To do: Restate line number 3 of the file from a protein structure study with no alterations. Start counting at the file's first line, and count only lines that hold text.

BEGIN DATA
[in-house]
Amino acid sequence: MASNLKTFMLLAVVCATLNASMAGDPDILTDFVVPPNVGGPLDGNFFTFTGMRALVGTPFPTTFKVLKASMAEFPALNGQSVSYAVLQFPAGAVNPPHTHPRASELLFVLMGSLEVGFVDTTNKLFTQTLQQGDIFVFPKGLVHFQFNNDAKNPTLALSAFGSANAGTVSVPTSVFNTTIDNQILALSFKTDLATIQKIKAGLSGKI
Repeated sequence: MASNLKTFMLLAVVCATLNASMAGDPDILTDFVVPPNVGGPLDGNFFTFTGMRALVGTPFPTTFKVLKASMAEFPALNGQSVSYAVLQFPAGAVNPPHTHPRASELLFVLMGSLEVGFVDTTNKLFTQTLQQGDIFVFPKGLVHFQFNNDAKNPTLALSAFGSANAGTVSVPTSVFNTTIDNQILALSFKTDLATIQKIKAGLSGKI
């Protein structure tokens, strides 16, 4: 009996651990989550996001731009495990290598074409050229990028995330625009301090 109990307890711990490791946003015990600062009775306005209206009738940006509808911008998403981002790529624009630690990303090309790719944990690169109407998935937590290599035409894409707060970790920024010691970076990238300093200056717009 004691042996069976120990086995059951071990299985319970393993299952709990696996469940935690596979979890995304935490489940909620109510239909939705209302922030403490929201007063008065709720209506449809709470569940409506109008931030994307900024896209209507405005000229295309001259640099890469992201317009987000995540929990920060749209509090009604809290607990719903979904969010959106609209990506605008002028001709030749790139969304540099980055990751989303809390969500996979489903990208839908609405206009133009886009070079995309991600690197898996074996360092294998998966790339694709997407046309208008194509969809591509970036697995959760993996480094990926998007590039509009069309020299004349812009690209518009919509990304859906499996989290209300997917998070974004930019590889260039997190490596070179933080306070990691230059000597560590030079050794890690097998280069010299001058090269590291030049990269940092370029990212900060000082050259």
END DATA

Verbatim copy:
Repeated sequence: MASNLKTFMLLAVVCATLNASMAGDPDILTDFVVPPNVGGPLDGNFFTFTGMRALVGTPFPTTFKVLKASMAEFPALNGQSVSYAVLQFPAGAVNPPHTHPRASELLFVLMGSLEVGFVDTTNKLFTQTLQQGDIFVFPKGLVHFQFNNDAKNPTLALSAFGSANAGTVSVPTSVFNTTIDNQILALSFKTDLATIQKIKAGLSGKI